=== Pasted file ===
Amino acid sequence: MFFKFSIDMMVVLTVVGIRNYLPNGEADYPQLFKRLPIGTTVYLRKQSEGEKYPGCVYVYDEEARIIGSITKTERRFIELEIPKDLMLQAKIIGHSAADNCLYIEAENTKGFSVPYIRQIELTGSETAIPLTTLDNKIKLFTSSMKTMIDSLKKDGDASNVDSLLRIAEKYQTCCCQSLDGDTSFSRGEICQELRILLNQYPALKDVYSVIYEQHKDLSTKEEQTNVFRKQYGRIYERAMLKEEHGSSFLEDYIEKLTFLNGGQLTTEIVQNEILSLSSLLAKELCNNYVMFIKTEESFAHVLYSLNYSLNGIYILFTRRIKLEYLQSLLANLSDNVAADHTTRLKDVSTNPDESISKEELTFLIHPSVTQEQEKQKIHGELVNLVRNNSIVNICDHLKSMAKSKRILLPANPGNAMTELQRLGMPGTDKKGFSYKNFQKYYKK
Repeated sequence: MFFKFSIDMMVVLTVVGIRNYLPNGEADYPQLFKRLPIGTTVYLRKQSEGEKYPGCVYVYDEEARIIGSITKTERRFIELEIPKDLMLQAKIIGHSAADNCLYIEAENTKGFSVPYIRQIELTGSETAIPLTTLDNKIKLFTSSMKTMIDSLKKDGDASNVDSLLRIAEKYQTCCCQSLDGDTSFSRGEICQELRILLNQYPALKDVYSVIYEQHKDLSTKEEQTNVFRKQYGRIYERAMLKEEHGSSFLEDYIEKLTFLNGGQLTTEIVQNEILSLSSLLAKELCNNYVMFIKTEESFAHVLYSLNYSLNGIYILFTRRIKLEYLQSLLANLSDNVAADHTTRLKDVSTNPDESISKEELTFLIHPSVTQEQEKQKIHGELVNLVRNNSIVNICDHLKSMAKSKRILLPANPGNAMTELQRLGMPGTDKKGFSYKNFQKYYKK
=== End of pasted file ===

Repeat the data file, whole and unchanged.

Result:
Amino acid sequence: MFFKFSIDMMVVLTVVGIRNYLPNGEADYPQLFKRLPIGTTVYLRKQSEGEKYPGCVYVYDEEARIIGSITKTERRFIELEIPKDLMLQAKIIGHSAADNCLYIEAENTKGFSVPYIRQIELTGSETAIPLTTLDNKIKLFTSSMKTMIDSLKKDGDASNVDSLLRIAEKYQTCCCQSLDGDTSFSRGEICQELRILLNQYPALKDVYSVIYEQHKDLSTKEEQTNVFRKQYGRIYERAMLKEEHGSSFLEDYIEKLTFLNGGQLTTEIVQNEILSLSSLLAKELCNNYVMFIKTEESFAHVLYSLNYSLNGIYILFTRRIKLEYLQSLLANLSDNVAADHTTRLKDVSTNPDESISKEELTFLIHPSVTQEQEKQKIHGELVNLVRNNSIVNICDHLKSMAKSKRILLPANPGNAMTELQRLGMPGTDKKGFSYKNFQKYYKK
Repeated sequence: MFFKFSIDMMVVLTVVGIRNYLPNGEADYPQLFKRLPIGTTVYLRKQSEGEKYPGCVYVYDEEARIIGSITKTERRFIELEIPKDLMLQAKIIGHSAADNCLYIEAENTKGFSVPYIRQIELTGSETAIPLTTLDNKIKLFTSSMKTMIDSLKKDGDASNVDSLLRIAEKYQTCCCQSLDGDTSFSRGEICQELRILLNQYPALKDVYSVIYEQHKDLSTKEEQTNVFRKQYGRIYERAMLKEEHGSSFLEDYIEKLTFLNGGQLTTEIVQNEILSLSSLLAKELCNNYVMFIKTEESFAHVLYSLNYSLNGIYILFTRRIKLEYLQSLLANLSDNVAADHTTRLKDVSTNPDESISKEELTFLIHPSVTQEQEKQKIHGELVNLVRNNSIVNICDHLKSMAKSKRILLPANPGNAMTELQRLGMPGTDKKGFSYKNFQKYYKK